Stockland sells off two Brisbane shopping centres

The Stockland Cleveland shopping centre. Picture: Stockland.
The Stockland Cleveland shopping centre. Picture: Stockland.

Diversified property group Stockland has offloaded two Queensland shopping centres for $143 million as it pushes ahead with plans to sell off about $400 million worth of retail assets.

A major centre in the Brisbane suburb of Cleveland was sold to syndicator Haben and the smaller inner-city complex in Toowong, which was slated for three apartment towers, has been bought by interests associated with the private State Development Corporation.

A series of residential developers have been selling their apartment sites as their projects no longer stack up in the tougher climate for unit pre-sales.

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Office developers have bought at least six major sites that were slated for mixed use towers in Melbourne and are eyeing more sites in Brisbane and Sydney.

Retail properties have also been under pressure as they lose value due to shoppers switching away from traditional centres.

Stockland has already sold malls in regional locations and has put other assets across NSW, Queensland and Victoria on the block.

In its latest disposal, Stockland said the combined worth of the sales were at a slight premium to book value, but there was a discount on the Cleveland centre that sold to Haben for $103 million, at about 13% below its valuation of December 2017.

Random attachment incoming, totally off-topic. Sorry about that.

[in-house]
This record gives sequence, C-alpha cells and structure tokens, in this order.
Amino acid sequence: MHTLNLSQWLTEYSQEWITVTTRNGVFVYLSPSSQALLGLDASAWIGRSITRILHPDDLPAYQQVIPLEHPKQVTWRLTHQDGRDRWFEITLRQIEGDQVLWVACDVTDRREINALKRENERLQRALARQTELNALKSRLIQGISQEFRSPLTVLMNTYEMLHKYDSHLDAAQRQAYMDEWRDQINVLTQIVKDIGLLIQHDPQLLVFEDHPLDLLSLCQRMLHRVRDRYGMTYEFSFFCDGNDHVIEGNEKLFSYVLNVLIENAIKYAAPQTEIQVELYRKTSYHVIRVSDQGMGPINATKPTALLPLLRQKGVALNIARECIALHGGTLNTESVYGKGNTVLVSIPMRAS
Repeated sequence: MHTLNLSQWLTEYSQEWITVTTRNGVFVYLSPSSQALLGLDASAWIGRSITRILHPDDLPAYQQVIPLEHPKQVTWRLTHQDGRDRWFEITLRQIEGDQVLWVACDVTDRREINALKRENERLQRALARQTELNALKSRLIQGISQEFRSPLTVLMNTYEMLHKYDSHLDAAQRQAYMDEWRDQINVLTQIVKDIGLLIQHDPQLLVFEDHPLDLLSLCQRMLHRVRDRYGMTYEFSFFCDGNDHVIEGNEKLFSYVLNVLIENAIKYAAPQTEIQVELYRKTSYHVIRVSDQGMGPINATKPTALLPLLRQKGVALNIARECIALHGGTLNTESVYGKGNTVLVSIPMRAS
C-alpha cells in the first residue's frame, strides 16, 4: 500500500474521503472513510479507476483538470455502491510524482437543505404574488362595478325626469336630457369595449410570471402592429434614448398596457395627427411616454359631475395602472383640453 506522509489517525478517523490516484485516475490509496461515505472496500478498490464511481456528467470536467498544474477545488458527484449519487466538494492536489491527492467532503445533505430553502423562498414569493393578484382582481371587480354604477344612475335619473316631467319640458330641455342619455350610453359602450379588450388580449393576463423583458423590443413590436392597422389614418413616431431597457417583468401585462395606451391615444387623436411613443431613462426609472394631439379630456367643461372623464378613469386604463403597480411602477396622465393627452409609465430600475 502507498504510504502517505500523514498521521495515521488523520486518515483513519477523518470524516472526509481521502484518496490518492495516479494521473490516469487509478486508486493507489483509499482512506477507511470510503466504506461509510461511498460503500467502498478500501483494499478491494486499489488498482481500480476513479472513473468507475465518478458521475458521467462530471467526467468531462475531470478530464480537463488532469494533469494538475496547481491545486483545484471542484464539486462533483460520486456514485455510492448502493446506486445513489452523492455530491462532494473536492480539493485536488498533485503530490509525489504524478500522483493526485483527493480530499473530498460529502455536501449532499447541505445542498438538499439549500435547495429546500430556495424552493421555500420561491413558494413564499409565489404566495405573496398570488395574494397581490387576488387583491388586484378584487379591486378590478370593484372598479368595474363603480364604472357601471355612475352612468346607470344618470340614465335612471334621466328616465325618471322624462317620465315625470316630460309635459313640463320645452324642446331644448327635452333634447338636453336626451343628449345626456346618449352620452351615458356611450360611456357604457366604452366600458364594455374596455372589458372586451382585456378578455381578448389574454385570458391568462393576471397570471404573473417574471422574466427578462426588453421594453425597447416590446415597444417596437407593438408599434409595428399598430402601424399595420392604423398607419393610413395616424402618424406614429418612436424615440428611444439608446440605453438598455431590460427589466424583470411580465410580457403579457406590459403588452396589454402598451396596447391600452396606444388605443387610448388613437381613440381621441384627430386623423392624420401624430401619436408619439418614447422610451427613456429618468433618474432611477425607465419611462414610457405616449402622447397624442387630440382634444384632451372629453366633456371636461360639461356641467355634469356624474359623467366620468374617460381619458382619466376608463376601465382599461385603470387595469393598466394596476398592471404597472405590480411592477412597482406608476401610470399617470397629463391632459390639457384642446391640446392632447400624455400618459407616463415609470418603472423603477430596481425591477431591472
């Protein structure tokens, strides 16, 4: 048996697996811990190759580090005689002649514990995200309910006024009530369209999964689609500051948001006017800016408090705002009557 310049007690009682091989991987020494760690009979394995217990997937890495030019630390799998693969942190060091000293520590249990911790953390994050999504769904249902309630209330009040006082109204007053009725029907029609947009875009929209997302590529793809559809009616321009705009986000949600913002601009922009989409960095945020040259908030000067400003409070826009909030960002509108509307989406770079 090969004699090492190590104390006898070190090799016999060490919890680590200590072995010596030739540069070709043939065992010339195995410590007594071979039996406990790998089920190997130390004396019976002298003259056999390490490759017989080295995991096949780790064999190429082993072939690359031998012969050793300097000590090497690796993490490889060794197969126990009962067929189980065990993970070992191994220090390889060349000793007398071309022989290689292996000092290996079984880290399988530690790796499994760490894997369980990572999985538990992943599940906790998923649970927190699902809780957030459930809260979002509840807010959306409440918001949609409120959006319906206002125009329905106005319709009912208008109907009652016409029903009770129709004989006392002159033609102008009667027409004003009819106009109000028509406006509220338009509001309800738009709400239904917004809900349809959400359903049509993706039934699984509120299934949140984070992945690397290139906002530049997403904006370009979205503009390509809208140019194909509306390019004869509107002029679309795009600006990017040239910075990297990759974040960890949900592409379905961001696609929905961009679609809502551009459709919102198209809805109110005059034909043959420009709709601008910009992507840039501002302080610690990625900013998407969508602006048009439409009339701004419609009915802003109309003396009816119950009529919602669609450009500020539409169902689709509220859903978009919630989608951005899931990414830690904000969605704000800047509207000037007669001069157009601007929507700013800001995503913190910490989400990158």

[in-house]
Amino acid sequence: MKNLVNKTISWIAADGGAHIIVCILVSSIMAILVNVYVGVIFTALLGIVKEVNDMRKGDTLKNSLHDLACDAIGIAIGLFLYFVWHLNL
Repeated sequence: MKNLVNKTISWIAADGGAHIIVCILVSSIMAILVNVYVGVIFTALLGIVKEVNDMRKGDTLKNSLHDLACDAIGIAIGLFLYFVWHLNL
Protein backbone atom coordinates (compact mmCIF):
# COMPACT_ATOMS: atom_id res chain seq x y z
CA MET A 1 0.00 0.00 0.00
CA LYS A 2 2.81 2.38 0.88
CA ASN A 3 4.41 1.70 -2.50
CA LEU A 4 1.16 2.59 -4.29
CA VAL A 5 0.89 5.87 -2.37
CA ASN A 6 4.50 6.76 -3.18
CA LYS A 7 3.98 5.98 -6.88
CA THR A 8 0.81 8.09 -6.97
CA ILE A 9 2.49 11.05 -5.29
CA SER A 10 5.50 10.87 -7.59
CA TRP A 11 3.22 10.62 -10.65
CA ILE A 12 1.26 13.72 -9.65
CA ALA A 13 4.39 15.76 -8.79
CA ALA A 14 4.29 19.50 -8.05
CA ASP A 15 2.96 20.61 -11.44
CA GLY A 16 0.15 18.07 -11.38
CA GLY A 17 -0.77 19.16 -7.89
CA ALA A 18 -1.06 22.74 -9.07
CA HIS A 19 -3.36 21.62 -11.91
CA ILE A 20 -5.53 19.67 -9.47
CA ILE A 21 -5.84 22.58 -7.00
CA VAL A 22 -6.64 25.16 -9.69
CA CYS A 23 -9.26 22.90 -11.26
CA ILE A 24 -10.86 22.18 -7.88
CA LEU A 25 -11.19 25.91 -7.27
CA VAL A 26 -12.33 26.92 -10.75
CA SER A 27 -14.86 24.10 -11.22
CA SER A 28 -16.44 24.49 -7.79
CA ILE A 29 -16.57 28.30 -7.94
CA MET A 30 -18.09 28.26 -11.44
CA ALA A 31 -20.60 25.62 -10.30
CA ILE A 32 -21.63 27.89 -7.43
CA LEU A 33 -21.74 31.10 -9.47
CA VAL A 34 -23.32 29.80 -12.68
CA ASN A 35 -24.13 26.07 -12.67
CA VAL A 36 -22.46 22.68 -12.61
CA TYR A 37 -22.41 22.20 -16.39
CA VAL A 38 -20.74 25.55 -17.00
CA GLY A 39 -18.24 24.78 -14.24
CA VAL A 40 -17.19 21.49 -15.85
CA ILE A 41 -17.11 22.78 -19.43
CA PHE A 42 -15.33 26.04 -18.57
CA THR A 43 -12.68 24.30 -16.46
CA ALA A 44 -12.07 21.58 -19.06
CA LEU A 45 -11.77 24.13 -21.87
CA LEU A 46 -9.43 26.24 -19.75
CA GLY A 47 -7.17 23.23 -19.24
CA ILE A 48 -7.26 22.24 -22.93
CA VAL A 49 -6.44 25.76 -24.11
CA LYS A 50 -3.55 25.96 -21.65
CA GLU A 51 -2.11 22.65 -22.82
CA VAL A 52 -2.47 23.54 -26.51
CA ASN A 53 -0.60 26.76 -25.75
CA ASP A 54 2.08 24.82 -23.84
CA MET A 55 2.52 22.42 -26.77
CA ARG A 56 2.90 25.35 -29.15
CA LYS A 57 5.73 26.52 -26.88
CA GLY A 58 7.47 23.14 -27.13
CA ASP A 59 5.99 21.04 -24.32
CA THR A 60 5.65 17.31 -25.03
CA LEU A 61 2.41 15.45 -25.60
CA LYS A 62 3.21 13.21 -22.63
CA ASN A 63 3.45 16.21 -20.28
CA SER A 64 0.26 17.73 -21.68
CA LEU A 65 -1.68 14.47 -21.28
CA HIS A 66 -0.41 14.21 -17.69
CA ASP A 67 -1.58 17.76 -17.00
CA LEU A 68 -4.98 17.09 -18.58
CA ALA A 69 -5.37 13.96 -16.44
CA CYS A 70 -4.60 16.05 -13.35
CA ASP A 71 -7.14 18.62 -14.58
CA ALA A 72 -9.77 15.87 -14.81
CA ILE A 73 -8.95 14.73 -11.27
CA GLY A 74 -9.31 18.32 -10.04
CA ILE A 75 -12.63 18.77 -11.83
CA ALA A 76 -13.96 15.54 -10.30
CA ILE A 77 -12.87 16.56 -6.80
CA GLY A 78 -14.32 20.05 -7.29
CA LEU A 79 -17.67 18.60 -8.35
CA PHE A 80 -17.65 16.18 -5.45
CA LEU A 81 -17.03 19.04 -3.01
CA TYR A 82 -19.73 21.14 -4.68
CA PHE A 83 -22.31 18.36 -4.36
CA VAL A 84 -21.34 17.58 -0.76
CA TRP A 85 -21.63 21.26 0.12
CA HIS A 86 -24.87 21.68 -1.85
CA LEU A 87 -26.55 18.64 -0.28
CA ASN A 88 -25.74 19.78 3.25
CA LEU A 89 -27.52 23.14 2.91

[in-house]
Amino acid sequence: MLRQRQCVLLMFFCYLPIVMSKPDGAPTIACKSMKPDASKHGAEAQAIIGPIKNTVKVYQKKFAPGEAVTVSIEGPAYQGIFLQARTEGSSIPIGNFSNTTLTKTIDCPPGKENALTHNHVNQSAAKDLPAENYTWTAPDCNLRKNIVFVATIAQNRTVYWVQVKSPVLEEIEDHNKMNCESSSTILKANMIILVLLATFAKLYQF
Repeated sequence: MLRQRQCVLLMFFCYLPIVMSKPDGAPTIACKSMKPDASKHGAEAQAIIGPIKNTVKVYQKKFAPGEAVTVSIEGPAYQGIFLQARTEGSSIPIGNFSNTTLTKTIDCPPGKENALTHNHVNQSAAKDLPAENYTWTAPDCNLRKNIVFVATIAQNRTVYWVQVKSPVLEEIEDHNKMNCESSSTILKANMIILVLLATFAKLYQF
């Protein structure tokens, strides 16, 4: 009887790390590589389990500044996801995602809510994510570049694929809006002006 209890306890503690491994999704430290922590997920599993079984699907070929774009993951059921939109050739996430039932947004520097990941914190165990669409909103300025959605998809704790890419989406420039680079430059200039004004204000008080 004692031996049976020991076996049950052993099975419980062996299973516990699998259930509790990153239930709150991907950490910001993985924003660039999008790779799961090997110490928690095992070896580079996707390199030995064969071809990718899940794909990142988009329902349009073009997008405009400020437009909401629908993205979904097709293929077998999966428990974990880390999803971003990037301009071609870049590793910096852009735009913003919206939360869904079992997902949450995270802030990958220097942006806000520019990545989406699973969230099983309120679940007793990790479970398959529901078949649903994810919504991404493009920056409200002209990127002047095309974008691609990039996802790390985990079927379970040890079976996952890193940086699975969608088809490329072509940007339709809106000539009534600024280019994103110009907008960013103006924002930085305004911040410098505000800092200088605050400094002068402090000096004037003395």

But State Development has paid up for a site in the Brisbane suburb of Toowong, securing it for about $40 million.

Stockland had approval for 533 apartments across three towers of up to 25 storeys but dumped these plans as the city’s unit market has soured. The buyer, potentially with the backing of long-time partner White & Partners, could pursue a high-rise retirement project, but declined to comment yesterday.

An artist’s impression of the apartment towers that had been proposed at Stockland Toowong.

Stockland chief executive Mark Steinert says the transactions took the group’s asset sales for the financial year to $256.1 million or about 64% of its target.

Two years ago he declared Brisbane’s inner-city apartment market was oversupplied and Stockland would hold off on constructing a major mixed-use development.

The company yesterday insisted it was backing its apartments business even as off-the-plan sales fall away across the industry.

Andrew Whitson, chief executive of Stockland’s Communities division, said the company remained “committed to building a sustainable apartments business” in keeping with the group’s focus on the urbanisation of major cities.

Whitson says the group is taking a “disciplined approach” to its unit strategy and continually assessed each project depending on current and forecast local market conditions.

“We have made the decision to sell our Toowong site to recycle the capital back into our workplace and logistics development pipeline, and invest in other counter cyclical growth opportunities,” he says.

Whitson says Stockland holds other apartment and mixed use development sites in Sydney, including Rosebery, Parramatta and a retirement apartments site in Epping.

“We will assess the commencement of these projects in the future, dependent on market conditions,” he says.

JLL’s Sam Hatcher and Jacob Swan brokered the sale of Stockland Cleveland.

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